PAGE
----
About the Publication

Critical Raw Material Supply Matters and the Potential of the Circular Economy to Contribute to Security


This article written by André Månberger explores the potential for increased circularity of critical raw materials (CRM) to contribute to supply security and strengthen the EU’s autonomy, i.e. the Union’s capacity to act independently of other actors. The author discusses how the circular economy can be leveraged to increase EU strategic autonomy and the potential for conflicting policy goals this may bring.

Critical materials
Lithium battery for electric cars. Photo: Unsplash

Key messages

  • An increasing number of metals is classified as critical: 34 in the EU. Their consumption is of economic and societal importance for the health and energy sector, yet EU policies and strategies can influence what materials continue to be critical in the future.
  • To illustrate what critical raw metals are, the author discussed how lithium has become a critical metal due to the increased demand for producing lithium batteries for vehicles, and highlights that states are sensitive to disruption of metal supplies used for energy.
  • Even though the geologically extractable metals are sufficient for the energy transition, the transition must be coupled with recycling, as metal resources are finite. As such, the EU’s approach to circular economy focusing on recycling raw materials can safeguard the EU’s interests, yet the author discusses how the EU might develop other international dependencies as a result of importing secondary raw materials or not having the infrastructure required to process waste.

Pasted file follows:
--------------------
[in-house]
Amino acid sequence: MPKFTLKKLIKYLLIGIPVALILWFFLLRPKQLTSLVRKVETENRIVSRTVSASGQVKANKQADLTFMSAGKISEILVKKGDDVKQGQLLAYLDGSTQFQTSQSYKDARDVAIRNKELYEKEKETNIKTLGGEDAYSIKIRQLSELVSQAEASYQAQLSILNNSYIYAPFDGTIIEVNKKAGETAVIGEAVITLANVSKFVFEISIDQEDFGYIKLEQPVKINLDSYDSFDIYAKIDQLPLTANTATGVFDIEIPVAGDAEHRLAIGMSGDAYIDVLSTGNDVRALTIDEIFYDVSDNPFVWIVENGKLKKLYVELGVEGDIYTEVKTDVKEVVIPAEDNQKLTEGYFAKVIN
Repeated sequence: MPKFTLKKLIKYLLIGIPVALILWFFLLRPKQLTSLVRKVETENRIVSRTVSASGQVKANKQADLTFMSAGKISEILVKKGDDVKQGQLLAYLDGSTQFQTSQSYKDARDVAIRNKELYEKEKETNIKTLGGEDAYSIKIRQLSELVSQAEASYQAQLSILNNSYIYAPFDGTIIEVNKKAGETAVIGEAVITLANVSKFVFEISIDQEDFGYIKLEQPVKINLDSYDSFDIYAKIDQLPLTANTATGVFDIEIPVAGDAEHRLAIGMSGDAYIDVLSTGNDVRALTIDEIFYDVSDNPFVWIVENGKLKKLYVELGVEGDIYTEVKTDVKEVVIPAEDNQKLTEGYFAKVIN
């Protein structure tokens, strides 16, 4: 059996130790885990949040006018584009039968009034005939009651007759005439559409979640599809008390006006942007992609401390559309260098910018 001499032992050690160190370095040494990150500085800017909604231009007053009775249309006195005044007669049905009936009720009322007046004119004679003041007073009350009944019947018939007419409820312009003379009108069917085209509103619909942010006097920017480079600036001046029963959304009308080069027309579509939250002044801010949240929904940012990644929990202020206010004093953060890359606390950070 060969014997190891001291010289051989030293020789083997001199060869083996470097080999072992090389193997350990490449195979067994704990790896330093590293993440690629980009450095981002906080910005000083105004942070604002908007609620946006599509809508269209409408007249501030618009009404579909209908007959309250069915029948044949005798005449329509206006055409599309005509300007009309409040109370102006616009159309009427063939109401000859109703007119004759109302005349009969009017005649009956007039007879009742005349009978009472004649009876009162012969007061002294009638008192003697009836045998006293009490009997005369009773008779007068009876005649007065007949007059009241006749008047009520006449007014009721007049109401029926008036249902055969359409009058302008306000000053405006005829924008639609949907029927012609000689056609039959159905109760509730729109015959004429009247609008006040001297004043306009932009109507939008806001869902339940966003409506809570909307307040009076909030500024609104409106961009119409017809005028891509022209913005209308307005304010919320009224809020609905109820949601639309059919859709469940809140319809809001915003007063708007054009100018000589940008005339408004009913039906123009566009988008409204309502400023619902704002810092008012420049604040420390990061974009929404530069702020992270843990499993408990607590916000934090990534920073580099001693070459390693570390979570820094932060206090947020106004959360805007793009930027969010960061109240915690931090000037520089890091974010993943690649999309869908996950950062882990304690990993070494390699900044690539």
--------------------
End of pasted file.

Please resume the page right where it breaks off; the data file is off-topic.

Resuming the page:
• The potential of narrowing critical raw materials (CRM) resource loops seems to have the greatest impact on demand in the short to medium term, yet the EU does not currently have sufficient recycling infrastructure in place to recover the CRM from its waste flows.
  • Developing circular economy capacities could be done in cooperation with other countries or domestically, thus becoming more (inter)dependent or reducing exposure to import risk.
  • Reduced use of fossil energy enabled by enhanced circularity and energy transition is likely to have a greater impact on the EU’s security and autonomy than the increased use of critical materials.


Månberger, André. “Critical Raw Material Supply Matters and the Potential of the Circular Economy to Contribute to Security” Intereconomics, vol.58, no.2, 2023, pp.74-78. https://doi.org/10.2478/ie-2023-0016

Authors of this publication

André Månberger ,